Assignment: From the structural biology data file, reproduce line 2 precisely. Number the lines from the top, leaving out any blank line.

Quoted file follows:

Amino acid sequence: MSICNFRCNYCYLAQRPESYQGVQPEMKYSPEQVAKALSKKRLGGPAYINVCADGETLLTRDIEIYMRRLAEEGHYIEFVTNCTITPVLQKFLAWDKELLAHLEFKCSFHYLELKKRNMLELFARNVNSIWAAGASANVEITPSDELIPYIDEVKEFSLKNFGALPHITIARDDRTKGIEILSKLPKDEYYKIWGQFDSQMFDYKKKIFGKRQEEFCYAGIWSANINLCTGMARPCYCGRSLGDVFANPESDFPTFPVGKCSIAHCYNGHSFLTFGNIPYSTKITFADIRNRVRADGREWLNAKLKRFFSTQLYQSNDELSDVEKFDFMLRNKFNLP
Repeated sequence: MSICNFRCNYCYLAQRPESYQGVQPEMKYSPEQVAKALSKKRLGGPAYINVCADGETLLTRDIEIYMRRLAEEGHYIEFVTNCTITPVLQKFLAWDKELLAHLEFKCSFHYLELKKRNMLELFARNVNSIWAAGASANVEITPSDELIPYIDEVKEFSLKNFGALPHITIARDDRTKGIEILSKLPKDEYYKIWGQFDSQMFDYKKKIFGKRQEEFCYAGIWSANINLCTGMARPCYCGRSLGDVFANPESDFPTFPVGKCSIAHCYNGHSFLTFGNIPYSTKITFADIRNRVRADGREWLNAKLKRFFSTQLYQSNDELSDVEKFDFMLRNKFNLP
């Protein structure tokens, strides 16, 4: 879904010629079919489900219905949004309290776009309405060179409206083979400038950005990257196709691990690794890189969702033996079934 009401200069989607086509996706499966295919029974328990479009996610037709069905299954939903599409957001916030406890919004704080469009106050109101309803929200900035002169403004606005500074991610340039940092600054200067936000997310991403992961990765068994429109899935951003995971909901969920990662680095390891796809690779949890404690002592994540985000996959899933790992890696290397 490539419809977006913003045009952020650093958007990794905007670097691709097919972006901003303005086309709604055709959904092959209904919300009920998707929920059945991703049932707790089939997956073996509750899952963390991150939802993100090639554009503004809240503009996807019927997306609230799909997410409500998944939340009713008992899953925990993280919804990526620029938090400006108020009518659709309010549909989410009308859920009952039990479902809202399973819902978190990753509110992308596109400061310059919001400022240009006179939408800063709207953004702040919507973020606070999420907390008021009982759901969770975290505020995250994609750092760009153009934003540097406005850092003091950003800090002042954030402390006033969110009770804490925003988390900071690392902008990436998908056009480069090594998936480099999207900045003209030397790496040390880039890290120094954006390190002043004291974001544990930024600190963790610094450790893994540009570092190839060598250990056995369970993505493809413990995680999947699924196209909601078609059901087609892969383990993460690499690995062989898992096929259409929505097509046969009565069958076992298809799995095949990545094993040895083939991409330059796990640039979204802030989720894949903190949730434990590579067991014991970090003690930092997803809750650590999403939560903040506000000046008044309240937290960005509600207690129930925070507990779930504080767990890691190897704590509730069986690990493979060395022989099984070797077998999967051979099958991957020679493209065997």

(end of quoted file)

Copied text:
Repeated sequence: MSICNFRCNYCYLAQRPESYQGVQPEMKYSPEQVAKALSKKRLGGPAYINVCADGETLLTRDIEIYMRRLAEEGHYIEFVTNCTITPVLQKFLAWDKELLAHLEFKCSFHYLELKKRNMLELFARNVNSIWAAGASANVEITPSDELIPYIDEVKEFSLKNFGALPHITIARDDRTKGIEILSKLPKDEYYKIWGQFDSQMFDYKKKIFGKRQEEFCYAGIWSANINLCTGMARPCYCGRSLGDVFANPESDFPTFPVGKCSIAHCYNGHSFLTFGNIPYSTKITFADIRNRVRADGREWLNAKLKRFFSTQLYQSNDELSDVEKFDFMLRNKFNLP